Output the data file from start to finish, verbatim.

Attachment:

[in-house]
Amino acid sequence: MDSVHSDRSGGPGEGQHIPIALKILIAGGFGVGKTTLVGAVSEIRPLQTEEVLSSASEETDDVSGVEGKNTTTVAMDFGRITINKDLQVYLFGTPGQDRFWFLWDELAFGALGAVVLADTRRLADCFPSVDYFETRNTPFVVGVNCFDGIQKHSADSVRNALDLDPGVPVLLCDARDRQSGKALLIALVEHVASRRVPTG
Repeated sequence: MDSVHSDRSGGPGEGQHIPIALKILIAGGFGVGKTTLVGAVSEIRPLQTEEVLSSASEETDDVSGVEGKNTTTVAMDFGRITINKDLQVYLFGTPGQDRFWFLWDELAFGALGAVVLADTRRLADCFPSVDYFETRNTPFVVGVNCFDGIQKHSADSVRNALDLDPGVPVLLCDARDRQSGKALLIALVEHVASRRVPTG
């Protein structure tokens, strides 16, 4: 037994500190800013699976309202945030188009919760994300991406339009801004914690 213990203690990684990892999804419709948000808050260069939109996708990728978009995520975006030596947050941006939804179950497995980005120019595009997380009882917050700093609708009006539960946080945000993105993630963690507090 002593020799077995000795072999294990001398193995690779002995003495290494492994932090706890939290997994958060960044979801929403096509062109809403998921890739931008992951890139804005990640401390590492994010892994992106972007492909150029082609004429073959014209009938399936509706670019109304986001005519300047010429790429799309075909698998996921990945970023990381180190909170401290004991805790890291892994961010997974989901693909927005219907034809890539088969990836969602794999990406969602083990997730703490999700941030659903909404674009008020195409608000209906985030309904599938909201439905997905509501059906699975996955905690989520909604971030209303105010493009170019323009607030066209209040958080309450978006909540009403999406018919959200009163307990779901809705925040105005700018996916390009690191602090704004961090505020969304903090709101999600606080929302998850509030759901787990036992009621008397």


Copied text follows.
[in-house]
Amino acid sequence: MDSVHSDRSGGPGEGQHIPIALKILIAGGFGVGKTTLVGAVSEIRPLQTEEVLSSASEETDDVSGVEGKNTTTVAMDFGRITINKDLQVYLFGTPGQDRFWFLWDELAFGALGAVVLADTRRLADCFPSVDYFETRNTPFVVGVNCFDGIQKHSADSVRNALDLDPGVPVLLCDARDRQSGKALLIALVEHVASRRVPTG
Repeated sequence: MDSVHSDRSGGPGEGQHIPIALKILIAGGFGVGKTTLVGAVSEIRPLQTEEVLSSASEETDDVSGVEGKNTTTVAMDFGRITINKDLQVYLFGTPGQDRFWFLWDELAFGALGAVVLADTRRLADCFPSVDYFETRNTPFVVGVNCFDGIQKHSADSVRNALDLDPGVPVLLCDARDRQSGKALLIALVEHVASRRVPTG
């Protein structure tokens, strides 16, 4: 037994500190800013699976309202945030188009919760994300991406339009801004914690 213990203690990684990892999804419709948000808050260069939109996708990728978009995520975006030596947050941006939804179950497995980005120019595009997380009882917050700093609708009006539960946080945000993105993630963690507090 002593020799077995000795072999294990001398193995690779002995003495290494492994932090706890939290997994958060960044979801929403096509062109809403998921890739931008992951890139804005990640401390590492994010892994992106972007492909150029082609004429073959014209009938399936509706670019109304986001005519300047010429790429799309075909698998996921990945970023990381180190909170401290004991805790890291892994961010997974989901693909927005219907034809890539088969990836969602794999990406969602083990997730703490999700941030659903909404674009008020195409608000209906985030309904599938909201439905997905509501059906699975996955905690989520909604971030209303105010493009170019323009607030066209209040958080309450978006909540009403999406018919959200009163307990779901809705925040105005700018996916390009690191602090704004961090505020969304903090709101999600606080929302998850509030759901787990036992009621008397």